3. Since I currently work in IA for Bethany, I shared this post with our department and others at the school that oversee our web-presence and donor pages. I think that Bethany tries hard to monitor these things, but can always find ways to improve. I've gotten positive responses so far for the reminder. One unique situation that happened just this week is that I opened my e-mail Monday to see that a recent graduate donated online 3 times in less than 2 minutes. It raised a red flag, and because this did not fit their giving patterns. I made sure to contact the donor and found out that they only intended to give once, and we were able to correct the situation right away. Not trying to boast, but this is the sort of thing that any development team should be watching out for.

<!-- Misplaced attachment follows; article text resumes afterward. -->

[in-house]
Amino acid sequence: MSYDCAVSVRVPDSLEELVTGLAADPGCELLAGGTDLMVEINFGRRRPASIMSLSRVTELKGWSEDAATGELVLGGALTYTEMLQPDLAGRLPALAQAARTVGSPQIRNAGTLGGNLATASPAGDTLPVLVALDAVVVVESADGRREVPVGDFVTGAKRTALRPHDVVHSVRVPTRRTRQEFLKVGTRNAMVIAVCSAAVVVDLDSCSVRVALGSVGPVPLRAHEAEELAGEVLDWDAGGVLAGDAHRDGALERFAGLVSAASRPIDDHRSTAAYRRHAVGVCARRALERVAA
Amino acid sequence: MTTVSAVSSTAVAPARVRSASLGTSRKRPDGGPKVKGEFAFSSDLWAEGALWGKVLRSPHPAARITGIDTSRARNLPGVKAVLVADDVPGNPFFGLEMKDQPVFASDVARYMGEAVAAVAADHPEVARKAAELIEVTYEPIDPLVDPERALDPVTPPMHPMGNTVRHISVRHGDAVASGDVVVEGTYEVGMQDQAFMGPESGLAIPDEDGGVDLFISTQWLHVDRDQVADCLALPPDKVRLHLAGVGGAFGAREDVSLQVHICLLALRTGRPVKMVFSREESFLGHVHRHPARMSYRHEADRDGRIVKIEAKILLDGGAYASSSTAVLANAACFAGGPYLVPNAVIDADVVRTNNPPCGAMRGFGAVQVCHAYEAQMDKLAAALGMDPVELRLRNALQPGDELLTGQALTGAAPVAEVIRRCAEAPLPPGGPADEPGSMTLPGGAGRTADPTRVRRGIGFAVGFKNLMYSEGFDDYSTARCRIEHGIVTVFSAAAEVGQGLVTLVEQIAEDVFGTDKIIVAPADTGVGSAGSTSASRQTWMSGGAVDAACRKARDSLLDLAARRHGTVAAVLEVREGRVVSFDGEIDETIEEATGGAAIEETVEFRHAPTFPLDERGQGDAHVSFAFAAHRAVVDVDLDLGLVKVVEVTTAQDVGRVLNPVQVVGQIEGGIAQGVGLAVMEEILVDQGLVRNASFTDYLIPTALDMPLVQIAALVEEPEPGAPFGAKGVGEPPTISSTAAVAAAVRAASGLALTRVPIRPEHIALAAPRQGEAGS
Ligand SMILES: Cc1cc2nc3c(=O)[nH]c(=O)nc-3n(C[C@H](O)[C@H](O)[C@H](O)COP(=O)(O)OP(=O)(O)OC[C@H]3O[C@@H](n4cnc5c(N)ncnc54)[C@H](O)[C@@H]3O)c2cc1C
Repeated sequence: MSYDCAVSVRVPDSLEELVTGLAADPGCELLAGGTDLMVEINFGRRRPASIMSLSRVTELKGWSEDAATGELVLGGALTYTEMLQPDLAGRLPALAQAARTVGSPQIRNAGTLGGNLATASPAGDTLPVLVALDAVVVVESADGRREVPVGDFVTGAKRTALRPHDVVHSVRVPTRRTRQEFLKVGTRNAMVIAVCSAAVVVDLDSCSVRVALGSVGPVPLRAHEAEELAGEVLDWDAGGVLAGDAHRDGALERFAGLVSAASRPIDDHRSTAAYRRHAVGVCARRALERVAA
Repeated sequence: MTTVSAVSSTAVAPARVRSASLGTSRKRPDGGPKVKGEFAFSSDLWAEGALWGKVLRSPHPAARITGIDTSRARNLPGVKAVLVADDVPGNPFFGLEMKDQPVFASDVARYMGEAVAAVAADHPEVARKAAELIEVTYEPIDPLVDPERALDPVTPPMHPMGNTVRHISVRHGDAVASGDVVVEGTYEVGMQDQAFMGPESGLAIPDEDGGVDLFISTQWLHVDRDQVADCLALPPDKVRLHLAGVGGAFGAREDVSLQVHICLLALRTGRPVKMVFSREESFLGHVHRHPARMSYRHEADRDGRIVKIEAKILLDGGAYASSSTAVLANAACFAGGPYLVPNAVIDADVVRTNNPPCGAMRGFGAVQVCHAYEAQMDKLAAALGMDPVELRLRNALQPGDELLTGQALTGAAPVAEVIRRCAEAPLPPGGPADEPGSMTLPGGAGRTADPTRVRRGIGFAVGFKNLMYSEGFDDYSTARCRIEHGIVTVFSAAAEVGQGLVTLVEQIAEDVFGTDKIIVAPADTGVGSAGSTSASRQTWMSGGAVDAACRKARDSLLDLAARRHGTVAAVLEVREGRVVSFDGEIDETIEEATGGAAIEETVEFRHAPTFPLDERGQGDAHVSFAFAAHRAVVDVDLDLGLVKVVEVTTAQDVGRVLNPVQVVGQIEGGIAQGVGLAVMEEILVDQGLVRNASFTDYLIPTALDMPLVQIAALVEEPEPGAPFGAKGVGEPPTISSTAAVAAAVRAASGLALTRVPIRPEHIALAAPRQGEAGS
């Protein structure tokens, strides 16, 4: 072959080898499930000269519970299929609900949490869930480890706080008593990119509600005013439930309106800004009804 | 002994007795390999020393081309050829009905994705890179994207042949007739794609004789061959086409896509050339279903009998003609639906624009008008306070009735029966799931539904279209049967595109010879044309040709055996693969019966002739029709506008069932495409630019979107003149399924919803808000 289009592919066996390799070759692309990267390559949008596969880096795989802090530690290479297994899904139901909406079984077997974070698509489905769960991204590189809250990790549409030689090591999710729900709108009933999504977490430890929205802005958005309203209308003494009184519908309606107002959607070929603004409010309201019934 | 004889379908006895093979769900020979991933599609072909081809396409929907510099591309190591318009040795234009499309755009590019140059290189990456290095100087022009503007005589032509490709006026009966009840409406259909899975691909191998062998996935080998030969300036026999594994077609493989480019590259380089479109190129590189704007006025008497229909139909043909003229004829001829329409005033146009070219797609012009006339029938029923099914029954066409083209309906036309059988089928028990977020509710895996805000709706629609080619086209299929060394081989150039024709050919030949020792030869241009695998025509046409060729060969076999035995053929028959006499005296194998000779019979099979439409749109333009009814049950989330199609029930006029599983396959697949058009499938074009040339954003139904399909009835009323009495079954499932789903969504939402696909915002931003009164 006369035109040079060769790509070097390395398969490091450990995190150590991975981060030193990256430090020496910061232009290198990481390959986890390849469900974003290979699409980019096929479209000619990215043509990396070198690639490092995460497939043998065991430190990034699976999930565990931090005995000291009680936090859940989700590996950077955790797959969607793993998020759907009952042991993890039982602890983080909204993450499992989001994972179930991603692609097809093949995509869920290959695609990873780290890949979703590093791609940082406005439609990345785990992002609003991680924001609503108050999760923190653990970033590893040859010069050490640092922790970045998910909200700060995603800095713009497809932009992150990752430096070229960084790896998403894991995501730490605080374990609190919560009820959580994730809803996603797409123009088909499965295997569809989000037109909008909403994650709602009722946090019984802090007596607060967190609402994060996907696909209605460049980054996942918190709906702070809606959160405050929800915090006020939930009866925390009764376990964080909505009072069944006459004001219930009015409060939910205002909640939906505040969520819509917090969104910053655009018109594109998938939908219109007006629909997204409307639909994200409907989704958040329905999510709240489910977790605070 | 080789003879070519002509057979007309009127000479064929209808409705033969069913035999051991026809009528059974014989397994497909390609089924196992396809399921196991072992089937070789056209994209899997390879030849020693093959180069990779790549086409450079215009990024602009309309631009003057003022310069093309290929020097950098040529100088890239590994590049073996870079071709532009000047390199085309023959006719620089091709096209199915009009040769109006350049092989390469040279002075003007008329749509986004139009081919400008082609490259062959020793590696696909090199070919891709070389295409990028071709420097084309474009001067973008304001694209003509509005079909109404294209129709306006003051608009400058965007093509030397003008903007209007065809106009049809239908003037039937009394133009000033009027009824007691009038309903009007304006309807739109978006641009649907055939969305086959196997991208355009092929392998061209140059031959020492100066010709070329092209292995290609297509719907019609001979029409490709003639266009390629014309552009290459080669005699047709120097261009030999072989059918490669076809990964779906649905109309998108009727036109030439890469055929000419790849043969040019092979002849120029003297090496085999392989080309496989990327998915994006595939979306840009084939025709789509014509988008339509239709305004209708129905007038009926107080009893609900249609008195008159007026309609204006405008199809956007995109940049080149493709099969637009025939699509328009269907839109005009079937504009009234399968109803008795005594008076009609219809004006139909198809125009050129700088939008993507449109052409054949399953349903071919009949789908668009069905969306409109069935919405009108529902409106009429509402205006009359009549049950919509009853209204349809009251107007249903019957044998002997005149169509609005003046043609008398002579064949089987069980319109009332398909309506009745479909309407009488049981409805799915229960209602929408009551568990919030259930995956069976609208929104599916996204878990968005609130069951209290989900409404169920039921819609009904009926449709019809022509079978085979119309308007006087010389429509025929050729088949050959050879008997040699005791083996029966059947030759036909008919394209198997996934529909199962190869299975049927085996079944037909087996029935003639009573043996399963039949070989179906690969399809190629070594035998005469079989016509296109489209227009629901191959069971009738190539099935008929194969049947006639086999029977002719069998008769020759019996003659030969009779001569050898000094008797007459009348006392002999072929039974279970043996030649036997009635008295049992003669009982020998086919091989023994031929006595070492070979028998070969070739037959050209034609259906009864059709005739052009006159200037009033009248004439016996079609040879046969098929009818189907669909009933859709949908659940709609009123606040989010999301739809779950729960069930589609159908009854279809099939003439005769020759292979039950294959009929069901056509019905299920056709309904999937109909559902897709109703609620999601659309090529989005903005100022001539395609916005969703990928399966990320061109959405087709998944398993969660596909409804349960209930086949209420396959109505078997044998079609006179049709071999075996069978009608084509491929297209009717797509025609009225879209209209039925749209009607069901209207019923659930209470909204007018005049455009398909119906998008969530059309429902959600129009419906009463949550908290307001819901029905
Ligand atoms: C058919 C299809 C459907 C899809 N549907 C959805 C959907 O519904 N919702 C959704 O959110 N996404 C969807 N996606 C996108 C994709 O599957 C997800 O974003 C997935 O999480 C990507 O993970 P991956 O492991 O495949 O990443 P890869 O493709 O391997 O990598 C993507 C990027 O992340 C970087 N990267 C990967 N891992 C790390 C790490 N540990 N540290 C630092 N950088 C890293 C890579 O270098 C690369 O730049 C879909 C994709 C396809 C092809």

1. Thanks for sharing, Monica, glad to hear these thoughts were helpful!

      The monitoring piece may be the hardest because I know a lot of organizations see online donations as a way to reduce the staff time they spend on development/advancement tasks, and having someone pay attention to patterns and notifications may feel out of step with that. It's also a piece that online commerce/donation software doesn't always include (e.g. "get a notification or bump a statistic when a donation form submission fails"), but probably should.

  4. I once had a similar experience, except the web page spit out an Oracle error with the offending syntax, that happened to be a call to a function that I was familiar with. The fact that I pointed out the error was not received well. I assume someone got on some hot water over code that was obviously not tested. Guess I should have just let it go.